I found it disappointing that you don’t get to convert them to fighting beside you directly, like the Personas do, and I don’t really see why they didn’t do that, or at least didn’t do that for some of the characters.

Hinako herself is damaged psychologically, however, as she had a serious knee injury that ended her career as a ballet dancer, which she had dedicated her life to doing, and at the start she is even wondering what kind of life she could have without ballet, and the player can’t really do anything, at least in the prologue, to steer her towards any kind of goal. She even tries to refuse the call as a Reflector until the other two say that if she manages to save the world she’ll get one wish granted, no matter what it is. Of course, she wants to wish to be able to do ballet again. I can see two ways this could go. The first and the one I both think the most likely and the best is that she will finally get the chance to make her wish … and there will be something else that she has to wish for instead, like the life or emotional health of one or all of her support people and friends. Alternatively, there was a look between the other two Reflectors that could suggest that they were actually lying to her about the wish to get her to fight the enemies. I hope the latter isn’t true, but it would be a nice bit of foreshadowing if that happened.

The combat on Easy is pretty boring, but not so much because it is that easy, but because it is that repetitive. You really should just use your skills until you run out of MP and then recharge as appropriate, as your HP and MP refill after every battle so there is no reason to conserve it. That’s nice, but so far the enemies haven’t really required any targeting of weaknesses — which they supposedly have — or any variation in strategy other than to delay their turns as much as you can and/or wipe out multiple enemies with your area attacks. This might change as things go on.

So far, the game is entertaining enough, but I’m just getting to the good part, where you actually have to do quests in the world. It’s this part that will make or break the game for me.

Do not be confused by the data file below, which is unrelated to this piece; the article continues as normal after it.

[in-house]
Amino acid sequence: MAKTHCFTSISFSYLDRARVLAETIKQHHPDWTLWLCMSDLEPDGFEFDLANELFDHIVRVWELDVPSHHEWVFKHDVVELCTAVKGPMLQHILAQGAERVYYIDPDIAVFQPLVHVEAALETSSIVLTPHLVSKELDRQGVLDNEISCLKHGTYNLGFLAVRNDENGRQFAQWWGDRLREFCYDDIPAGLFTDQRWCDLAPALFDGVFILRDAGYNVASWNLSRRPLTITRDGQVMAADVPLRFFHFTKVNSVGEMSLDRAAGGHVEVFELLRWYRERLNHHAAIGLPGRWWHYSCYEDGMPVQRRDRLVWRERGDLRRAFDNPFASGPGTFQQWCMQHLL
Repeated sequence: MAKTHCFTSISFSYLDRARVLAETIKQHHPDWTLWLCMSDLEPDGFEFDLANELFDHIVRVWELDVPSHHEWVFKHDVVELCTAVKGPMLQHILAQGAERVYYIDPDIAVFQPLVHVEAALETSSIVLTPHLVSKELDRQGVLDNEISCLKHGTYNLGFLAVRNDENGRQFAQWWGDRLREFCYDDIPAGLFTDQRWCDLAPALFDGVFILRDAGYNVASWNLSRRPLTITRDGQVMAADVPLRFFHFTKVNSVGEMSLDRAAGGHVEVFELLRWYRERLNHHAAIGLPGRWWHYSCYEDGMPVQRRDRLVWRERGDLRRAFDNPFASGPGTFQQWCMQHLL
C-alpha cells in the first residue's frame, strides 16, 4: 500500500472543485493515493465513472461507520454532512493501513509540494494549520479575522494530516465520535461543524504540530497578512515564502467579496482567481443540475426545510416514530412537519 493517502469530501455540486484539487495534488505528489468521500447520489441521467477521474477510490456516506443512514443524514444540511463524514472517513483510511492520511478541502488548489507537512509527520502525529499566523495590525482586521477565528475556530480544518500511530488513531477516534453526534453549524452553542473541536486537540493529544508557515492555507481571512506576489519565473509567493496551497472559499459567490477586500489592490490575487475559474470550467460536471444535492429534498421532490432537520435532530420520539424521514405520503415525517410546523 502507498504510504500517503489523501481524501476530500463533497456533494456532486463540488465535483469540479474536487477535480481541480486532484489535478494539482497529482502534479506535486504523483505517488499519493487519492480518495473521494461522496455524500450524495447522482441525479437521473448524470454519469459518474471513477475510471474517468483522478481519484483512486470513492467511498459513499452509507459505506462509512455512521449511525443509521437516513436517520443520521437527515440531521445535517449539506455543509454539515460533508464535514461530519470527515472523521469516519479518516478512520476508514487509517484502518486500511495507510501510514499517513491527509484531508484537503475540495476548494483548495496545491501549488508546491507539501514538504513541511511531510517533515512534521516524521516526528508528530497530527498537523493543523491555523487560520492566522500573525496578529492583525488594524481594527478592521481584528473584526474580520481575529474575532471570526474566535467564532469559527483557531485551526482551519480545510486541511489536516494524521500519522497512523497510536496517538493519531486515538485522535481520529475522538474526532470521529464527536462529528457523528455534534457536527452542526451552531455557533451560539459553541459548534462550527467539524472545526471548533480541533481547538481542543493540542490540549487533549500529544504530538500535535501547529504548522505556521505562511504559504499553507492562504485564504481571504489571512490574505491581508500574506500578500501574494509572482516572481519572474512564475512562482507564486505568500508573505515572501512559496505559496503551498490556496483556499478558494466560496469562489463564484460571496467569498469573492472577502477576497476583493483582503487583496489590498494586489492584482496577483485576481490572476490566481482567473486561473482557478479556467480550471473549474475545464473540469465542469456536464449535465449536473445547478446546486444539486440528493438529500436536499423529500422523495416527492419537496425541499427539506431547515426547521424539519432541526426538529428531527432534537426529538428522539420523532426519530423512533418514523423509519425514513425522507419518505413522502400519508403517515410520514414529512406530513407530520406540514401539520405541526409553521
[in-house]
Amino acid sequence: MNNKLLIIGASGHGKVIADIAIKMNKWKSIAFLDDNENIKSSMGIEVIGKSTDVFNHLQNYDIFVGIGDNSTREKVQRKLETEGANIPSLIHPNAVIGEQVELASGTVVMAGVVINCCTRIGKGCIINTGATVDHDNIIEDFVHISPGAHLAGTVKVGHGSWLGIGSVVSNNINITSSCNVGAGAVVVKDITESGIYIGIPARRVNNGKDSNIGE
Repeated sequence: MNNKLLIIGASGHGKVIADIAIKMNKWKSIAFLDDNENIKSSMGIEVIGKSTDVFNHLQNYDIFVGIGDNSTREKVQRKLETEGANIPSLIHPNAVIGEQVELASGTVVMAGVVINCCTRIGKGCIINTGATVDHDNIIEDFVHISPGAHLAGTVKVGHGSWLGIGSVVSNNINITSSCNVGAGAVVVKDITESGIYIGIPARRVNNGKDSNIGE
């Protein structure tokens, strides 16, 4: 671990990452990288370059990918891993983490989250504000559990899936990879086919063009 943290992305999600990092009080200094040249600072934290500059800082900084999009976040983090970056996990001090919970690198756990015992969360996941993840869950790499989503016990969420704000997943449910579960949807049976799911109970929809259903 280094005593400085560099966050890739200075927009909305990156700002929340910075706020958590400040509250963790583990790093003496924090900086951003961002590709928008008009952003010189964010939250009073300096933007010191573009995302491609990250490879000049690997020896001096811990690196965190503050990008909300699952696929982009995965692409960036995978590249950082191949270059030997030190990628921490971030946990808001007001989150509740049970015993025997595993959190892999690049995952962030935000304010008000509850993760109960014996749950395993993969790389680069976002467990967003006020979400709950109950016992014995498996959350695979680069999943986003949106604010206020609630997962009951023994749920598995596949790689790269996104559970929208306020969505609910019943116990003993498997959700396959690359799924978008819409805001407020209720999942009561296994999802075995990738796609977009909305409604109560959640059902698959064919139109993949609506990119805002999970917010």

Thoughts on “Living Among Us”

March 19, 2018

So, as I said at the end of my thoughts on Jem, I was going to talk about some other things for the next little while. What happened was that I was browsing in Walmart and saw some cheap horror movies on DVD that I thought sounded interesting. I didn’t think much of them at the time, and figured they’d be like the old, schlocky B-movies but, hey, they cost about $10 and might be interesting. So, I bought three and as of the time I write this, I’ve watched all of them, and have things to say about all of them, which is what I’m going to do for the next little while. And this worked out so well that I went back and bought some more — which I haven’t watched yet — specifically to talk about on the blog and generate content for the blog. So you’re going to see a number of these for a while.

The interesting thing is that after I watched each of the movies, I went and looked online for reviews to see what people thought of them. In general, the reactions were quite positive, and far more positive than I’m going to be about them. It seems that these aren’t, in general, considered cheap movies that do some kind of horror, but are taken seriously as being innovative or strongly artistic. Given that, my looking at them in-depth seems far more reasonable and far less unfair than it might have seemed at first.